With clearing skies and a building high pressure ridge, our temperatures will climb rapidly over the weekend, reaching the upper 90s Saturday and Sunday with sunny skies, and then likely topping 100 degrees early next week. Gusty winds in the afternoons have also kicked off another Red Flag Fire Warning from 1 pm to 9 pm Saturday.
As the ridge moves in toward the four-corners area mid-week, a light southerly flow will develop, bringing in a slight chance of afternoon thunderstorms by late in the week.
Normally, AM radio signals are limited to line of sight reception. But the ionosphere can act as a backboard, bouncing the signal back down the earth at a much farther distance, hundreds or even thousands of miles away. I once picked up a station in Minnesota while driving in Seattle.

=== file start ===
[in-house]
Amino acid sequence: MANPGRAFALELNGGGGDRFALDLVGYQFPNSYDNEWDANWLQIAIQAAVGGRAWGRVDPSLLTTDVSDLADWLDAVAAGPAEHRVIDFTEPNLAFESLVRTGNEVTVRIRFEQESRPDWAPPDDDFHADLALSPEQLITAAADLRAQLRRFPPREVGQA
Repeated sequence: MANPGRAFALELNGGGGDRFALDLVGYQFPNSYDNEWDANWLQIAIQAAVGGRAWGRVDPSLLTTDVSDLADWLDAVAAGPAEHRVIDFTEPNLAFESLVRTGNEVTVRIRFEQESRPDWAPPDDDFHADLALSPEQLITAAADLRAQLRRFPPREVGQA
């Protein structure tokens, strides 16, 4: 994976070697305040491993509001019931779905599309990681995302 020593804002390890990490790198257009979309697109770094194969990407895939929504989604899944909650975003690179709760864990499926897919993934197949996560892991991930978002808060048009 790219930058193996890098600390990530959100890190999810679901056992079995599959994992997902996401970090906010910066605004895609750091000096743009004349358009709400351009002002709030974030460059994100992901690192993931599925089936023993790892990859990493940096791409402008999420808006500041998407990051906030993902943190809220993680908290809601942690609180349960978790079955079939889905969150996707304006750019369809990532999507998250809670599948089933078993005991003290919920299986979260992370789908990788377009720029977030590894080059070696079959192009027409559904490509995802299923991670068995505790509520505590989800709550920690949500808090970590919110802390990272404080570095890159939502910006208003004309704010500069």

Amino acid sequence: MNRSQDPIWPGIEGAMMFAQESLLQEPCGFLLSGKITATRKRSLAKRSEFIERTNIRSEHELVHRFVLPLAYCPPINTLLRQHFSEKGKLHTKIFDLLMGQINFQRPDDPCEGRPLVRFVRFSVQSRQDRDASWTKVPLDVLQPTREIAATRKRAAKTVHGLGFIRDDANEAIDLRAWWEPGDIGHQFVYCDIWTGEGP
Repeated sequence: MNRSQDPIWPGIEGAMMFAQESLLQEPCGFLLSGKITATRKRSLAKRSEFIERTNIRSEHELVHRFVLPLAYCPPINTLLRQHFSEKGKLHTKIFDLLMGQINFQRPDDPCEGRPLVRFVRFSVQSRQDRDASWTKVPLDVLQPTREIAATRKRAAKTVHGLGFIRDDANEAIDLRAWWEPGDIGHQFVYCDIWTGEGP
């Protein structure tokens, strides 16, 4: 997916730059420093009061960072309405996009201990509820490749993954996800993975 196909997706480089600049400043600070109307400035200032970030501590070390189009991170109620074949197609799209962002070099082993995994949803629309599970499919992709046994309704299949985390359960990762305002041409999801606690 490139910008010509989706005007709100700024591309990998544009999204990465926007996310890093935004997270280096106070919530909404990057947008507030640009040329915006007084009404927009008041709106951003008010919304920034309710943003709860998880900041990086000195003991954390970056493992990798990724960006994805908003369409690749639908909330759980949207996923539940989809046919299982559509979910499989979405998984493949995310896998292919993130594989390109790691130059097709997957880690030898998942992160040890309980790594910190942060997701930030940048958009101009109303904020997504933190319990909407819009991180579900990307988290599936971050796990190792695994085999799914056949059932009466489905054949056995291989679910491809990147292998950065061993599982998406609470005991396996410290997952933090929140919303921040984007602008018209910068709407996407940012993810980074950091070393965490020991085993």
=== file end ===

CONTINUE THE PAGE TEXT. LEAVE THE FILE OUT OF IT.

But this bouncing will work more effectively after the sun goes down. Without going into a lot of detail about the various (D, E and F) layers of the ionosphere, the lack of the sun’s rays at night changes the characteristics of the ionosphere, making it much more efficient at creating the “bounce.” In fact, the extent of nighttime radio station reception increases so much that many stations are forced to lower their power output so they don’t interfere with other stations on similar frequencies that could be hundreds or even thousands of miles away.